Many transplant programs have had patients who develop idiopathic recurrent liver allograft failure, necessitating serial transplants, and are deemed to have refractory or recurrent rejection. The frequency and the etiology of this immunologic dysfunction have not been well characterized. Methods: Herein, we illustrate the case of a patient who required three retransplants over a period of 20 years for recurrent liver allograft failure. By extensively compiling the patient's many liver biopsy specimens and explants over time, we demonstrate that antibody-mediated rejection (AMR) was a major contributing factor from the outset. We conducted a review of the Scientific Registry for Transplant Recipients database to estimate the potential frequency of AMR. Results: As illustrated by this case, AMR has varied histologic findings in the setting of elevated donor-specific antibody titers. Conclusions: The cause of recurrent allograft failure in this patient was likely a combination of acute cellular rejection and AMR, manifestations of likely underlying immune dysregulation. Pathologists and transplant physicians should recognize the variable histologic presentations of AMR, which is imperative for its timely intervention. This case demonstrates how difficult the diagnosis of AMR can be to make, highlighting the need for strong clinical suspicion in patients having difficult-to-treat rejection and recurrent allograft failure.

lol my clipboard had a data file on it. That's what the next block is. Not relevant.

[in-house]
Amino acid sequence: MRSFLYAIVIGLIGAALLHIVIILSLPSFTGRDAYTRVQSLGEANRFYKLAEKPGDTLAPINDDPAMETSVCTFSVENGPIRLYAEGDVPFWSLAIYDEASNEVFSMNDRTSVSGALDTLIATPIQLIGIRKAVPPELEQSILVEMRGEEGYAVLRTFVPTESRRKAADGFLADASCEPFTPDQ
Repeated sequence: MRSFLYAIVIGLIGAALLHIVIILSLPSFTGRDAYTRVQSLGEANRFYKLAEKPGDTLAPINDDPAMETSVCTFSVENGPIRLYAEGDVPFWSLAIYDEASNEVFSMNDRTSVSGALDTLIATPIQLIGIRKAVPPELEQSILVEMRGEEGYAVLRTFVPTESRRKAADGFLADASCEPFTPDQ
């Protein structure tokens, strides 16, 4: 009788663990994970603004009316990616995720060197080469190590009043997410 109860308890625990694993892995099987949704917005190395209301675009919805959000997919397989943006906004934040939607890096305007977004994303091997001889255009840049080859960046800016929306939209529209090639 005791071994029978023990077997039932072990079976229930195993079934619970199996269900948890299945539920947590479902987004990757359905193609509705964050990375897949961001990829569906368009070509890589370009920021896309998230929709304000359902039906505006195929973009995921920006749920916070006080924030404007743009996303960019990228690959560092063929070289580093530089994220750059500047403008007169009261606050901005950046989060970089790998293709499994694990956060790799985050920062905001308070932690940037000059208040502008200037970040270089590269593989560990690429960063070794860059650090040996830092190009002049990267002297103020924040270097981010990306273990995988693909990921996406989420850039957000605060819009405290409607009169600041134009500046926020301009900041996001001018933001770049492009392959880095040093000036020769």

- Allograft failure
- Liver transplantation